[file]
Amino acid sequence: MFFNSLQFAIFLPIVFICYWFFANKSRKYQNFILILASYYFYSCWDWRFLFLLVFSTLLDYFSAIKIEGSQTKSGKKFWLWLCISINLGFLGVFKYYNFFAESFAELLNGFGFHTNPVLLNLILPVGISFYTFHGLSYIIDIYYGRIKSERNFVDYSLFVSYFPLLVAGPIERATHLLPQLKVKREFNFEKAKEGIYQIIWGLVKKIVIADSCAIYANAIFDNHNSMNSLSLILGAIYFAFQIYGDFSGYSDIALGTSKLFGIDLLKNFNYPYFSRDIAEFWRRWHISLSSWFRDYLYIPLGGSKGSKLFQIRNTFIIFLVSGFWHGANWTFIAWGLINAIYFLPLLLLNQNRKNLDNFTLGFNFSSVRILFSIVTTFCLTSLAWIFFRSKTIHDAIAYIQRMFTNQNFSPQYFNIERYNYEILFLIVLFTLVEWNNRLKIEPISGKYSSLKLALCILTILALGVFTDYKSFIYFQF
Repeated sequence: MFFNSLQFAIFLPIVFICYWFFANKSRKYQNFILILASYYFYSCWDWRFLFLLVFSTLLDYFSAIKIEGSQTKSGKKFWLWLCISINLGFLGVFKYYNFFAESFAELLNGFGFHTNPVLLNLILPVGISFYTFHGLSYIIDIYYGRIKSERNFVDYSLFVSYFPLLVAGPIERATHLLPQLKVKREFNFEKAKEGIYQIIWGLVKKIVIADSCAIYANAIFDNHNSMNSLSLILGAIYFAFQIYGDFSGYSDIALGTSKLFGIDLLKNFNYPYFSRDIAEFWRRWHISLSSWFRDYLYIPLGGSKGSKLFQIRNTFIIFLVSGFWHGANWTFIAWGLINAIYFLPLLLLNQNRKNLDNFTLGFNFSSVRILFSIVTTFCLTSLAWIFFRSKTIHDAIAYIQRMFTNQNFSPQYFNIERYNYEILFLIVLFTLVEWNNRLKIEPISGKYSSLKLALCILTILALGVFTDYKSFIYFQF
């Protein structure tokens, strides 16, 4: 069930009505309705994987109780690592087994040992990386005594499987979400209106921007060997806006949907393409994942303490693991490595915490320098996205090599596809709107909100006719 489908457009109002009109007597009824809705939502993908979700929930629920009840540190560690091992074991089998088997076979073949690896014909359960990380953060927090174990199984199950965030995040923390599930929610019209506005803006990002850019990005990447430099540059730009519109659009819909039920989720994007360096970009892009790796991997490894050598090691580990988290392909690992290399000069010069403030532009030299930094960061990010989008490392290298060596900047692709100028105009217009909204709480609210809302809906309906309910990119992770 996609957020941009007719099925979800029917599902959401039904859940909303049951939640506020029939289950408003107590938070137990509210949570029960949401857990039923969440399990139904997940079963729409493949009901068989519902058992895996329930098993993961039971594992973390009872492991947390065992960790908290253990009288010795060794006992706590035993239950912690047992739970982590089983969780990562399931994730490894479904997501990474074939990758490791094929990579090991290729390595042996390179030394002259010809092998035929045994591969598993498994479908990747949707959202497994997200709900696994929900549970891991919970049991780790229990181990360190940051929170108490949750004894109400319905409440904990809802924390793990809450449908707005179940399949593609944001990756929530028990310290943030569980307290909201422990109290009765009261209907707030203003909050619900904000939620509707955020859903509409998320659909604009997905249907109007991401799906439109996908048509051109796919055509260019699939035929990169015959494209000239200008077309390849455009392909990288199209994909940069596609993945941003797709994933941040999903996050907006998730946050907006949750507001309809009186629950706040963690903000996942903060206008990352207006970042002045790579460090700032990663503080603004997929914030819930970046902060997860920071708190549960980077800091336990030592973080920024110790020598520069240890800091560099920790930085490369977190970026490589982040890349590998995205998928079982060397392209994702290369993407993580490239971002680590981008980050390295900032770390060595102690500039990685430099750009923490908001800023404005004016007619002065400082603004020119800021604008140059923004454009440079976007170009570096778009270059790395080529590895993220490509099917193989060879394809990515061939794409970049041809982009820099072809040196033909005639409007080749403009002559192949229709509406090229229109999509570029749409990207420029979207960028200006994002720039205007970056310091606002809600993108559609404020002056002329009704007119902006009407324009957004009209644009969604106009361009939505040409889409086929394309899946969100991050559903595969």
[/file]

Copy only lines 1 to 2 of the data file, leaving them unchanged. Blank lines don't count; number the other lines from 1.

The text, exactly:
Amino acid sequence: MFFNSLQFAIFLPIVFICYWFFANKSRKYQNFILILASYYFYSCWDWRFLFLLVFSTLLDYFSAIKIEGSQTKSGKKFWLWLCISINLGFLGVFKYYNFFAESFAELLNGFGFHTNPVLLNLILPVGISFYTFHGLSYIIDIYYGRIKSERNFVDYSLFVSYFPLLVAGPIERATHLLPQLKVKREFNFEKAKEGIYQIIWGLVKKIVIADSCAIYANAIFDNHNSMNSLSLILGAIYFAFQIYGDFSGYSDIALGTSKLFGIDLLKNFNYPYFSRDIAEFWRRWHISLSSWFRDYLYIPLGGSKGSKLFQIRNTFIIFLVSGFWHGANWTFIAWGLINAIYFLPLLLLNQNRKNLDNFTLGFNFSSVRILFSIVTTFCLTSLAWIFFRSKTIHDAIAYIQRMFTNQNFSPQYFNIERYNYEILFLIVLFTLVEWNNRLKIEPISGKYSSLKLALCILTILALGVFTDYKSFIYFQF
Repeated sequence: MFFNSLQFAIFLPIVFICYWFFANKSRKYQNFILILASYYFYSCWDWRFLFLLVFSTLLDYFSAIKIEGSQTKSGKKFWLWLCISINLGFLGVFKYYNFFAESFAELLNGFGFHTNPVLLNLILPVGISFYTFHGLSYIIDIYYGRIKSERNFVDYSLFVSYFPLLVAGPIERATHLLPQLKVKREFNFEKAKEGIYQIIWGLVKKIVIADSCAIYANAIFDNHNSMNSLSLILGAIYFAFQIYGDFSGYSDIALGTSKLFGIDLLKNFNYPYFSRDIAEFWRRWHISLSSWFRDYLYIPLGGSKGSKLFQIRNTFIIFLVSGFWHGANWTFIAWGLINAIYFLPLLLLNQNRKNLDNFTLGFNFSSVRILFSIVTTFCLTSLAWIFFRSKTIHDAIAYIQRMFTNQNFSPQYFNIERYNYEILFLIVLFTLVEWNNRLKIEPISGKYSSLKLALCILTILALGVFTDYKSFIYFQF